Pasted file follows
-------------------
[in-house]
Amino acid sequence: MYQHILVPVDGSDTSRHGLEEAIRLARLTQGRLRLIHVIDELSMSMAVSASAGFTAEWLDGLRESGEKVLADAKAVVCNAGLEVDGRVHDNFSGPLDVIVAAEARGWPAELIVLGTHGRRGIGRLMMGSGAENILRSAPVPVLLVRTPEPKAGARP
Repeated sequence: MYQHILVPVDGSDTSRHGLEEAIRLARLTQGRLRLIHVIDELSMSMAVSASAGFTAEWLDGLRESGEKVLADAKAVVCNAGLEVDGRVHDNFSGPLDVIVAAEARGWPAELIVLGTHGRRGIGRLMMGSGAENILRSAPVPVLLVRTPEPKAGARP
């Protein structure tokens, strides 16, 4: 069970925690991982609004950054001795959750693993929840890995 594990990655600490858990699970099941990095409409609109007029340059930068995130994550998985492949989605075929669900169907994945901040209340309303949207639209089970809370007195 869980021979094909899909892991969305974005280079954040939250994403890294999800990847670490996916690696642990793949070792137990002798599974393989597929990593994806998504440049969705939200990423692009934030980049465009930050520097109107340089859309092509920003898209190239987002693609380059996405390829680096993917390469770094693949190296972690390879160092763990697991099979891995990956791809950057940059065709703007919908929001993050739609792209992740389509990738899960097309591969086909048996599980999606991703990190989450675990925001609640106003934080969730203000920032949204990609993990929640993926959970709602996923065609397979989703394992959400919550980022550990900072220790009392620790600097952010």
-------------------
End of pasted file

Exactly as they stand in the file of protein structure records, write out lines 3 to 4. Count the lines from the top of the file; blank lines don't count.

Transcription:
Repeated sequence: MYQHILVPVDGSDTSRHGLEEAIRLARLTQGRLRLIHVIDELSMSMAVSASAGFTAEWLDGLRESGEKVLADAKAVVCNAGLEVDGRVHDNFSGPLDVIVAAEARGWPAELIVLGTHGRRGIGRLMMGSGAENILRSAPVPVLLVRTPEPKAGARP
């Protein structure tokens, strides 16, 4: 069970925690991982609004950054001795959750693993929840890995 594990990655600490858990699970099941990095409409609109007029340059930068995130994550998985492949989605075929669900169907994945901040209340309303949207639209089970809370007195 869980021979094909899909892991969305974005280079954040939250994403890294999800990847670490996916690696642990793949070792137990002798599974393989597929990593994806998504440049969705939200990423692009934030980049465009930050520097109107340089859309092509920003898209190239987002693609380059996405390829680096993917390469770094693949190296972690390879160092763990697991099979891995990956791809950057940059065709703007919908929001993050739609792209992740389509990738899960097309591969086909048996599980999606991703990190989450675990925001609640106003934080969730203000920032949204990609993990929640993926959970709602996923065609397979989703394992959400919550980022550990900072220790009392620790600097952010």